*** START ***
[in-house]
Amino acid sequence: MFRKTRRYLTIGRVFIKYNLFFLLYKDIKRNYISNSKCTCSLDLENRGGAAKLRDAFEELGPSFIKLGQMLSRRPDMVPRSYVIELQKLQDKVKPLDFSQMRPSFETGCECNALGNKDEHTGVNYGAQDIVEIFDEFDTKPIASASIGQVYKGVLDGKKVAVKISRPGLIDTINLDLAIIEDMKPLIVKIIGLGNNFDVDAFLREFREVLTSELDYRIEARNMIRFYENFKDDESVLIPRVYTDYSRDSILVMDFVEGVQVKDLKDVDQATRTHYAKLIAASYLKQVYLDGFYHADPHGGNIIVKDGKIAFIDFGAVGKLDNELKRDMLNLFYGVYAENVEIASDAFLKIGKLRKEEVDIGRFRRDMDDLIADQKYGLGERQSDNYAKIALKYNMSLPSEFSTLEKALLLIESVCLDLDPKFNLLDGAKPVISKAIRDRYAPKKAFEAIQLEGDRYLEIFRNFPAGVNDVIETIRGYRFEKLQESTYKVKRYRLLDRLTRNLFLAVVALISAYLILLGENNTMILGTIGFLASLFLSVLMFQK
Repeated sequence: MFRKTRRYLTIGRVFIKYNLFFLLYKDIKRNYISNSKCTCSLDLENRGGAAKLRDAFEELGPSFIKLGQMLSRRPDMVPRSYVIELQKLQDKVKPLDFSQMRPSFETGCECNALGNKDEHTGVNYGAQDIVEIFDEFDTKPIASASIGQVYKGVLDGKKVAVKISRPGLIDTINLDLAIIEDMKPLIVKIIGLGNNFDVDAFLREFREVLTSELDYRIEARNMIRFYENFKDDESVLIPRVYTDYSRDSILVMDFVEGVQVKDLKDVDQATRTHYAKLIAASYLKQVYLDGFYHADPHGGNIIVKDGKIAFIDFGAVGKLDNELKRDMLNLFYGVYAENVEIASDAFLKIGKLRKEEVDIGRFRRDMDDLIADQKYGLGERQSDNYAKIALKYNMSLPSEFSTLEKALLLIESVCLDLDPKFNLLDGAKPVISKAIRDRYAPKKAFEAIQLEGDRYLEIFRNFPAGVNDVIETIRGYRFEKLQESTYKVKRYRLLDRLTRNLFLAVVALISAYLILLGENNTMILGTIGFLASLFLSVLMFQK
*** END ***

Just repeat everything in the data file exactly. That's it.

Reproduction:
[in-house]
Amino acid sequence: MFRKTRRYLTIGRVFIKYNLFFLLYKDIKRNYISNSKCTCSLDLENRGGAAKLRDAFEELGPSFIKLGQMLSRRPDMVPRSYVIELQKLQDKVKPLDFSQMRPSFETGCECNALGNKDEHTGVNYGAQDIVEIFDEFDTKPIASASIGQVYKGVLDGKKVAVKISRPGLIDTINLDLAIIEDMKPLIVKIIGLGNNFDVDAFLREFREVLTSELDYRIEARNMIRFYENFKDDESVLIPRVYTDYSRDSILVMDFVEGVQVKDLKDVDQATRTHYAKLIAASYLKQVYLDGFYHADPHGGNIIVKDGKIAFIDFGAVGKLDNELKRDMLNLFYGVYAENVEIASDAFLKIGKLRKEEVDIGRFRRDMDDLIADQKYGLGERQSDNYAKIALKYNMSLPSEFSTLEKALLLIESVCLDLDPKFNLLDGAKPVISKAIRDRYAPKKAFEAIQLEGDRYLEIFRNFPAGVNDVIETIRGYRFEKLQESTYKVKRYRLLDRLTRNLFLAVVALISAYLILLGENNTMILGTIGFLASLFLSVLMFQK
Repeated sequence: MFRKTRRYLTIGRVFIKYNLFFLLYKDIKRNYISNSKCTCSLDLENRGGAAKLRDAFEELGPSFIKLGQMLSRRPDMVPRSYVIELQKLQDKVKPLDFSQMRPSFETGCECNALGNKDEHTGVNYGAQDIVEIFDEFDTKPIASASIGQVYKGVLDGKKVAVKISRPGLIDTINLDLAIIEDMKPLIVKIIGLGNNFDVDAFLREFREVLTSELDYRIEARNMIRFYENFKDDESVLIPRVYTDYSRDSILVMDFVEGVQVKDLKDVDQATRTHYAKLIAASYLKQVYLDGFYHADPHGGNIIVKDGKIAFIDFGAVGKLDNELKRDMLNLFYGVYAENVEIASDAFLKIGKLRKEEVDIGRFRRDMDDLIADQKYGLGERQSDNYAKIALKYNMSLPSEFSTLEKALLLIESVCLDLDPKFNLLDGAKPVISKAIRDRYAPKKAFEAIQLEGDRYLEIFRNFPAGVNDVIETIRGYRFEKLQESTYKVKRYRLLDRLTRNLFLAVVALISAYLILLGENNTMILGTIGFLASLFLSVLMFQK